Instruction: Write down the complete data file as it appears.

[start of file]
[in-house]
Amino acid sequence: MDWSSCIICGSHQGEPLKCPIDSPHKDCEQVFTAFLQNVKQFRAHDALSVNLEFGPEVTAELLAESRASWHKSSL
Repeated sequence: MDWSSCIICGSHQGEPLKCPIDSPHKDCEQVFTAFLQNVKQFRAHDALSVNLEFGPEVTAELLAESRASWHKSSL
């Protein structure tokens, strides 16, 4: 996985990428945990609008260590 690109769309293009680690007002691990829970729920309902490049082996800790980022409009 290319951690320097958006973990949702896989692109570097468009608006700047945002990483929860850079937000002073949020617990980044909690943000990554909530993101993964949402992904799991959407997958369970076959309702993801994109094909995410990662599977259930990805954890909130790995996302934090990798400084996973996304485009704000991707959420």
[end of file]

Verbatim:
[in-house]
Amino acid sequence: MDWSSCIICGSHQGEPLKCPIDSPHKDCEQVFTAFLQNVKQFRAHDALSVNLEFGPEVTAELLAESRASWHKSSL
Repeated sequence: MDWSSCIICGSHQGEPLKCPIDSPHKDCEQVFTAFLQNVKQFRAHDALSVNLEFGPEVTAELLAESRASWHKSSL
């Protein structure tokens, strides 16, 4: 996985990428945990609008260590 690109769309293009680690007002691990829970729920309902490049082996800790980022409009 290319951690320097958006973990949702896989692109570097468009608006700047945002990483929860850079937000002073949020617990980044909690943000990554909530993101993964949402992904799991959407997958369970076959309702993801994109094909995410990662599977259930990805954890909130790995996302934090990798400084996973996304485009704000991707959420």